Cell Proliferation Assay


Two sets of assay materials were prepared, one with transfection and the other without it. After a 24-hour transfection, RMG-I cells and OVISE cells were reseeded into 96-well plates at a density of 1  104 and 1  103 cells per well, respectively, at least in triplicate. RMG-I and OVISE cells without transfection were also seeded into another set of 96-well plates at a density of 1  104 and 1  103 cells per well, respectively, with medium containing tocilizumab (1 mM) and/or IL-6 (0.1 ng/ml) reagents. MTS solution was added 4 h before each of the desired time points and cells were incubated at 378C. Data were collected as the average absorbance of the wells, and each experiment was repeated three times and values are presented as the mean  1 standard deviation (SD).

Immunohistochemical analyses for IL-6R and pStat3 expressions were performed on 3-mm paraffin sections of formalin-fixed, paraffin-embedded tissues with Ventana Discovery XT automated stainer (Ventana 20 Medical Systems, Tucson, AZ). After deparaffinization, antigen retrieval was carried out using CC1 buffer (Cell Conditioning 1; citrate buffer pH 6.0, Ventana Medical Systems). Expression levels were scored on the basis of the stain intensity and extent by two investigators (N. Y. and Y. H.). Immunohistochemical scoring was conducted entirely independently of all clinical variables. Positive staining in tumor cells was assigned using a semi-quantitative five-category grading system: 0, 60 years FIGO stage I, II III, IV Endometriosis Without With Residual tumor 1 cm >1 cm pStat3 Low High


Low (n ¼ 34)

High (n ¼ 50)

69 15

27 7

42 8


63 21

28 6

35 15


24 60

10 24

14 36


76 8

31 3

45 5


51 33

23 11

28 22



IL-6R, Interleukin-6 Receptor; FIGO, International Federation of Gynecology and Obstetrics; pStat3, phosphorylated signal transducer and activator of transcription.

(Table 2). The univariate analysis revealed that the clinicopathological determinants of reduced progression-free survival (PFS) included FIGO stage and IL-6R expression. Regarding overall survival (OS), residual tumor in addition to these two parameters were significantly related to reduced OS. Kaplan–Meier curves with P - values calculated by log rank tests according to IL-6R expression are shown in Figure 4. In the multivariate analysis, we adopted Cox proportional hazard models that included all of the variables assessed in the univariate analyses, and then, FIGO stage and IL-6R expression were identified as the key determinant of PFS and OS. On the other hand, residual tumor was found to be independent predictor for OS, but not for PFS. In addition, pStat3 expression was related to both PFS and OS with marginal statistical significance in the multivariate analysis. DISCUSSION The involvement of IL-6 in ovarian cancer, a pleiotropic cytokine that plays important roles in the immune response and inflammation, has been explored by several preclinical and clinical studies. Most of the clinical reports suggest an association between high IL-6 levels in serum and ascites, and poor prognosis of patients with ovarian cancer [14]. Earlier studies have shown that autocrine and paracrine effects of IL-6 in ovarian cancer could regulate tumorigenic properties by inducing IL-6 signaling pathway, strategies for which include Stat3 activation [14–17], angiogenesis [18], and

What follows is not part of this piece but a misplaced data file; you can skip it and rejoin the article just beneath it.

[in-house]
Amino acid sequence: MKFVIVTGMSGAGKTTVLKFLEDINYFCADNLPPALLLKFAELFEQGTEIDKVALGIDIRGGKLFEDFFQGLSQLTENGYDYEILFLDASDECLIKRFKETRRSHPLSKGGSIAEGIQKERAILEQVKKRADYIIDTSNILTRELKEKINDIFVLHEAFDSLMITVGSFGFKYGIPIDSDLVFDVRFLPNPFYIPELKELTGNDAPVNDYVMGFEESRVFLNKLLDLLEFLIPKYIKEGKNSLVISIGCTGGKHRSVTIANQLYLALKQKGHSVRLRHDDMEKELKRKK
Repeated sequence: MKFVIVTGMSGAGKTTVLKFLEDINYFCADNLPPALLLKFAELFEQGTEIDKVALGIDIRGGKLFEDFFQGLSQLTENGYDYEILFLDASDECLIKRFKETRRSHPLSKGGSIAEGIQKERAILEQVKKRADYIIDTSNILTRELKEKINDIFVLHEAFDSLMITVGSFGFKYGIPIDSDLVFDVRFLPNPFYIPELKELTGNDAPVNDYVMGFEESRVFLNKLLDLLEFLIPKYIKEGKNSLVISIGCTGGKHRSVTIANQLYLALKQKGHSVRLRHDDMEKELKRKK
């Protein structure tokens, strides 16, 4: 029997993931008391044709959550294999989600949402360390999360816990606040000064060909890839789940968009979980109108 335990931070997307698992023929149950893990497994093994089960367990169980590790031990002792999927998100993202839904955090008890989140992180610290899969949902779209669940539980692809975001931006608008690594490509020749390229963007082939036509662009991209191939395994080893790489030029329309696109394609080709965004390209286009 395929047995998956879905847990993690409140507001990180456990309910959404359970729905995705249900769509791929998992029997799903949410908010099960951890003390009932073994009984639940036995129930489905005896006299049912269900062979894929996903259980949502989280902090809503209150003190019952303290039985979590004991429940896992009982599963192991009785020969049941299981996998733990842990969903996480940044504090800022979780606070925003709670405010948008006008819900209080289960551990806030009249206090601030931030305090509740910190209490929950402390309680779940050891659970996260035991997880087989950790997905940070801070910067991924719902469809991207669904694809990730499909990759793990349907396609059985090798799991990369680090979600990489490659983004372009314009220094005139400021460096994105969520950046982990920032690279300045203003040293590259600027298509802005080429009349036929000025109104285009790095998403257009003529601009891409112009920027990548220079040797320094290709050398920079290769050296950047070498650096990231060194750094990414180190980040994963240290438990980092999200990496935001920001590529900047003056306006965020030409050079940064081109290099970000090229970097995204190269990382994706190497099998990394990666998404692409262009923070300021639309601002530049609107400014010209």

Table 2. Univariate and Multivariate Analyses for the Association of Clinicopathological Parameters and Gene Expression With Clinical Outcome in Patients With Clear Cell Carcinoma of the Ovary PFS Factors

Hazard ratio

Univariate Age (60 vs. >60 years) FIGO stage (I, II vs. III, IV) Endometriosis (without vs. with) Residual tumor (1 vs. >1 cm) IL-6R (low vs. high) pStat3 (low vs. high) Multivariate Age (60 vs. >60 years) FIGO stage (I, II vs. III, IV) Endometriosis (without vs. with) Residual tumor (1 vs. >1 cm) IL-6R (low vs. high) pStat3 (low vs. high)


95% CI


Hazard ratio

95% CI


1.106 6.401 1.112 4.356 2.858 1.338

0.104–3.051 0.839 4.088–24.029

interleukin-6 receptor (IL-6R) signaling pathway inhibition in clear cell carcinoma of the ovary.

Among epithelial ovarian cancers, clear cell carcinoma of the ovary (CCC) has unique clinical and molecular characteristics that include chemoresistan...